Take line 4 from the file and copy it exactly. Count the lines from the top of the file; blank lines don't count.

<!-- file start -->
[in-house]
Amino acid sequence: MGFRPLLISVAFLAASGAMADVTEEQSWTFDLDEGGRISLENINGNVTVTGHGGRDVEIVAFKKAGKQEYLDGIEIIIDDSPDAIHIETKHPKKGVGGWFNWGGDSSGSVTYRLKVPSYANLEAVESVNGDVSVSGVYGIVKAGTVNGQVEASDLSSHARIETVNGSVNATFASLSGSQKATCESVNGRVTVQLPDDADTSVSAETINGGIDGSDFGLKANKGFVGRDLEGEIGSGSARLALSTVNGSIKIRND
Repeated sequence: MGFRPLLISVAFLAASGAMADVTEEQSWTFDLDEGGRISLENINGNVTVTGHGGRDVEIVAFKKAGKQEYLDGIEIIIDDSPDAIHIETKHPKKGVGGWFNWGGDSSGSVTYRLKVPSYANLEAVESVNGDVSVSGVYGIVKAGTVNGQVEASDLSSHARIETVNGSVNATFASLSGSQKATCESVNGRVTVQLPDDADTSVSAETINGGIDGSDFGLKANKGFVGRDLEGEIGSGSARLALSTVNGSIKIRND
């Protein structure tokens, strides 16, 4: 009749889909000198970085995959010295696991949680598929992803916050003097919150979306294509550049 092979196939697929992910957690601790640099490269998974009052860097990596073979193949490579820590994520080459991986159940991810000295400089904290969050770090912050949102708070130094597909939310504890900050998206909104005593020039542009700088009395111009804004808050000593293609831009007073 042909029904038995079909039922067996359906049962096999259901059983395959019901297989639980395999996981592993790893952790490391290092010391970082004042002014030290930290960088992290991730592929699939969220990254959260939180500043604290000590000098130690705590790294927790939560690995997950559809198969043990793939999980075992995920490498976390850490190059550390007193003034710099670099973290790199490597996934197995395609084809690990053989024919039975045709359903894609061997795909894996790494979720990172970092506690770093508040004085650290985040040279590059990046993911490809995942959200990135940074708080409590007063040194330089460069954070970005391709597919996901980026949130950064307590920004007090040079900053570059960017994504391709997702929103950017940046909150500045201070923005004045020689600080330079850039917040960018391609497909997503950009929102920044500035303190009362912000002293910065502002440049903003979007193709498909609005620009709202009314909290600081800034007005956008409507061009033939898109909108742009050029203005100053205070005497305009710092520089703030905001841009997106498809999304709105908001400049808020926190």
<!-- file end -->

């Protein structure tokens, strides 16, 4: 009749889909000198970085995959010295696991949680598929992803916050003097919150979306294509550049 092979196939697929992910957690601790640099490269998974009052860097990596073979193949490579820590994520080459991986159940991810000295400089904290969050770090912050949102708070130094597909939310504890900050998206909104005593020039542009700088009395111009804004808050000593293609831009007073 042909029904038995079909039922067996359906049962096999259901059983395959019901297989639980395999996981592993790893952790490391290092010391970082004042002014030290930290960088992290991730592929699939969220990254959260939180500043604290000590000098130690705590790294927790939560690995997950559809198969043990793939999980075992995920490498976390850490190059550390007193003034710099670099973290790199490597996934197995395609084809690990053989024919039975045709359903894609061997795909894996790494979720990172970092506690770093508040004085650290985040040279590059990046993911490809995942959200990135940074708080409590007063040194330089460069954070970005391709597919996901980026949130950064307590920004007090040079900053570059960017994504391709997702929103950017940046909150500045201070923005004045020689600080330079850039917040960018391609497909997503950009929102920044500035303190009362912000002293910065502002440049903003979007193709498909609005620009709202009314909290600081800034007005956008409507061009033939898109909108742009050029203005100053205070005497305009710092520089703030905001841009997106498809999304709105908001400049808020926190």